Pre-eclampsia and the developing brain

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Barron, Aaron
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The Boolean, University College Cork
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Pre-eclampsia is a very common and potentially fatal pregnancy complication faced by millions of pregnant mothers worldwide every year. As well as affecting the mother, though, the disorder has been shown to have a harmful effect on the infant, including a negative influece on foetal brain development. Children born to a pregnancy affected by pre-eclampsia have a higher risk of neurodevelopmental disorders such as autism spectrum disorder, but, truthfully, we don't know why. This article describes the link between pre-eclampsia and foetal neurodevelopment - what we know and what we don't, and how our research is trying to uncover the mechanisms of the relationship between the two. Essentially, we are taking three approaches to this research question: growing neuron-like cells in the lab and modelling pre-eclampsia's effects on them; growing placental cells and stressing them in a way that mimics the placental pathology of pre-eclampsia; and analysing a large dataset from Finland which includes data on neurodevelopment from brain scans. Overall, these three strategies, little by little, are increasing our understanding of the elusive relationship between these two important disorders.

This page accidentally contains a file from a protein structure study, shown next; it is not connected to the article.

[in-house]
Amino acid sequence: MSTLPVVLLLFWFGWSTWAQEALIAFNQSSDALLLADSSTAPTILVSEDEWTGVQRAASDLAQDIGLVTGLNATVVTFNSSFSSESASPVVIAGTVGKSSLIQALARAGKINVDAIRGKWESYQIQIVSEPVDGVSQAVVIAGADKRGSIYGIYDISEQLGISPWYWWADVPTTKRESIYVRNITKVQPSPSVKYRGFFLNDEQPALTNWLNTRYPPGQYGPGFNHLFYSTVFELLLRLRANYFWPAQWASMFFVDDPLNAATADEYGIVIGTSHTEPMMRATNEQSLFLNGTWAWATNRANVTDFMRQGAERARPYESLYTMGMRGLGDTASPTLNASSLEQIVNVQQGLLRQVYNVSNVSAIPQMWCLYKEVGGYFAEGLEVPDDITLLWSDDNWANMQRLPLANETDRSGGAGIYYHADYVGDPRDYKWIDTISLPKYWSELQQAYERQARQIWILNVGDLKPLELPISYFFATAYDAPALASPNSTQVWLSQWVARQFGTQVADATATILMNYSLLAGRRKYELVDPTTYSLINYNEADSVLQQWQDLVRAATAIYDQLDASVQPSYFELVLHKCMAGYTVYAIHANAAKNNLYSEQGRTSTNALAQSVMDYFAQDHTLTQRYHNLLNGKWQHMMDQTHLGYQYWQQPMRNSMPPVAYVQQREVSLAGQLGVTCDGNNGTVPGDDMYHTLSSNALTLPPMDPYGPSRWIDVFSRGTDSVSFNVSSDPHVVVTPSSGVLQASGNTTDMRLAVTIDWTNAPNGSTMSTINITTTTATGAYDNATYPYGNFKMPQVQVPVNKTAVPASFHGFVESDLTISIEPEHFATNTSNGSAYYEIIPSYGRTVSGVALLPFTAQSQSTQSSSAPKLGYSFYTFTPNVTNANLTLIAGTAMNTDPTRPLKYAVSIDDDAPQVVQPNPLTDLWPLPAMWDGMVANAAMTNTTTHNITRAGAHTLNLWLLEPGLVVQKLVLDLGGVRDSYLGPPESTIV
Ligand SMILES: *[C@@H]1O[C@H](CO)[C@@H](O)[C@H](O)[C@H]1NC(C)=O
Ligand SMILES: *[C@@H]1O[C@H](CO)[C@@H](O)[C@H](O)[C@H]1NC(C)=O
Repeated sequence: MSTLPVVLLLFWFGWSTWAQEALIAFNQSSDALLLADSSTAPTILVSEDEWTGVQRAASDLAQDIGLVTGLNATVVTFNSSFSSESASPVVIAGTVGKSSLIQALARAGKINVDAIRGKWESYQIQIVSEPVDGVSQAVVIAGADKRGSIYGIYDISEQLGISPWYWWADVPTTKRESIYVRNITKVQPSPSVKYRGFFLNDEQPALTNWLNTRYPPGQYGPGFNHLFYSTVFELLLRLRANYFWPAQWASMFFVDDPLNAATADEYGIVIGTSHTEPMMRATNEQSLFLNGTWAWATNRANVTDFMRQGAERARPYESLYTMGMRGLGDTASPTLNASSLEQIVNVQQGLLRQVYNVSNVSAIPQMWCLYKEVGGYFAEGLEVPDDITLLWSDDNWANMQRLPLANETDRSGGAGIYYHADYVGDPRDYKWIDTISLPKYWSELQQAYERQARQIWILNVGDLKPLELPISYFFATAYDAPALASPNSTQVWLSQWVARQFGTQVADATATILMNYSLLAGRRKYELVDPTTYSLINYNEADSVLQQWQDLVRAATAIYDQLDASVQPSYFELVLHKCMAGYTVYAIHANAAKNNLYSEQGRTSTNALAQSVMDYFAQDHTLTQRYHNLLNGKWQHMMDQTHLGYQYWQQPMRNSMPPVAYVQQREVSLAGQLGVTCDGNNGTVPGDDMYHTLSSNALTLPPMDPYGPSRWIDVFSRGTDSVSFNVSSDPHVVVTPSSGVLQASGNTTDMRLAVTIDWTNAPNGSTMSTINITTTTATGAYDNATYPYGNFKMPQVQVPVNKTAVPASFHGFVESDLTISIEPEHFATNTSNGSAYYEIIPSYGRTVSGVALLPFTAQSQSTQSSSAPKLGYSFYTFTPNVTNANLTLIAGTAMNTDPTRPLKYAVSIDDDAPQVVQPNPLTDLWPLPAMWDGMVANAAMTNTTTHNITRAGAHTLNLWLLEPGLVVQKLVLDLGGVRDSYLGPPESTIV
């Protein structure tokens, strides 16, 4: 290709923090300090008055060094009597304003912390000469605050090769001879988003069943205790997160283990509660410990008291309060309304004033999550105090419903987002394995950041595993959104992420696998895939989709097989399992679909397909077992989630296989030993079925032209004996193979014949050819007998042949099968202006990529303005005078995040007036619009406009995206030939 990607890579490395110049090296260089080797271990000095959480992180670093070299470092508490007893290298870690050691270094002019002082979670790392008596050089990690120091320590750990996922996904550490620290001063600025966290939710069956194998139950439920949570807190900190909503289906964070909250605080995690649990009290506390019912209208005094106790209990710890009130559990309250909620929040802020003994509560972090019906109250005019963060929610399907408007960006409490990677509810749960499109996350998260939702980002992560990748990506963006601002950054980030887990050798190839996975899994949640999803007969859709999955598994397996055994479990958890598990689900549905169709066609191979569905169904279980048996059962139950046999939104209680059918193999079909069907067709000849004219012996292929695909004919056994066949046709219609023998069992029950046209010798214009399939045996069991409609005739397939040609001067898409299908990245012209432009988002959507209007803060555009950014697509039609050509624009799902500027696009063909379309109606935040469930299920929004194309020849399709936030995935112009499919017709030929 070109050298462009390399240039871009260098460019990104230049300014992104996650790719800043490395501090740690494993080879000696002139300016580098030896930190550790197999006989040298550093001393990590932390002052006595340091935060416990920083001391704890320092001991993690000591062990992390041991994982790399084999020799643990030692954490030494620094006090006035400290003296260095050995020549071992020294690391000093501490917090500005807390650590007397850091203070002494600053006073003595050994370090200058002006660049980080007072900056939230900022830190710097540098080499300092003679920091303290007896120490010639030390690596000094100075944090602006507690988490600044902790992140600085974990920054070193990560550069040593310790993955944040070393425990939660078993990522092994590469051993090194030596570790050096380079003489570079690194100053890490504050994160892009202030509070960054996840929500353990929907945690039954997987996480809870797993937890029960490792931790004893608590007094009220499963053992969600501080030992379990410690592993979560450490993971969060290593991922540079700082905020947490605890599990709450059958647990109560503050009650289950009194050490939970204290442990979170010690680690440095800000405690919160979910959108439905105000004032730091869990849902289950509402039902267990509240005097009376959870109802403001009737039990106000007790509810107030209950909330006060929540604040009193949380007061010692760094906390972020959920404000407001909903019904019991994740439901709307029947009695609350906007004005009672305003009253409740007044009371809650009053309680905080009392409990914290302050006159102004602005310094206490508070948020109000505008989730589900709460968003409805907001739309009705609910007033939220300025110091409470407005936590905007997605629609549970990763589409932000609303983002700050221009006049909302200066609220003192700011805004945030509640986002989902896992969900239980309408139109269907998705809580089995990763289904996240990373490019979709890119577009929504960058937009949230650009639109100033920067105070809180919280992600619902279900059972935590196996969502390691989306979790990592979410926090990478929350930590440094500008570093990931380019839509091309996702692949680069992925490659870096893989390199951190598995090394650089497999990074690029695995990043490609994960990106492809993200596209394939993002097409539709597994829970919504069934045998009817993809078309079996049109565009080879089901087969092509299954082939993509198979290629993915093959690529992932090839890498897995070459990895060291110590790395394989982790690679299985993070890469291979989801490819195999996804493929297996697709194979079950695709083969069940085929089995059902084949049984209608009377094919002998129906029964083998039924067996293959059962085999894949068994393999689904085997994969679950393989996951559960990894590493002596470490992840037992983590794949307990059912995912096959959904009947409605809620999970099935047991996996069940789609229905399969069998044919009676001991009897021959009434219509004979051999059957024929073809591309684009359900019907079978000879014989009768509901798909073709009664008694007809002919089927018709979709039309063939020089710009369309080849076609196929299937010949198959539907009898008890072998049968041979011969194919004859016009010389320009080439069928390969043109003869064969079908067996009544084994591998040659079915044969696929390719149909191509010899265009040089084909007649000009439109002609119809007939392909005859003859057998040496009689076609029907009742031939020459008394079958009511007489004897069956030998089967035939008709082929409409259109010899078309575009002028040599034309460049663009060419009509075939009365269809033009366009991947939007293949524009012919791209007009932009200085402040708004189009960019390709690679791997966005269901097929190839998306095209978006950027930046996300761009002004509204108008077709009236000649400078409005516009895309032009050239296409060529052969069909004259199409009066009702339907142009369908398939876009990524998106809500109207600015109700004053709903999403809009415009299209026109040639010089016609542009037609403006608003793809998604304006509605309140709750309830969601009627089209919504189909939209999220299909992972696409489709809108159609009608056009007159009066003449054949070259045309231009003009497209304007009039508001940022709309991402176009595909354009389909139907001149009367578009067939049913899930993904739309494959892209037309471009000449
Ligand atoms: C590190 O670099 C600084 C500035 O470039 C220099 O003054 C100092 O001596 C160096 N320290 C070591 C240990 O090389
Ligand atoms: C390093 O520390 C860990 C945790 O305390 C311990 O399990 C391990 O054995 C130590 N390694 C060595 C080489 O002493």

Pre-eclampsia , Autism spectrum disorder , Neurodevelopment , Placenta
Barron, A. (2022) 'Pre-eclampsia and the developing brain', The Boolean: Snapshots of Doctoral Research at University College Cork, VI(1), pp. 160-165. doi: 10.33178/boolean.2022.1.26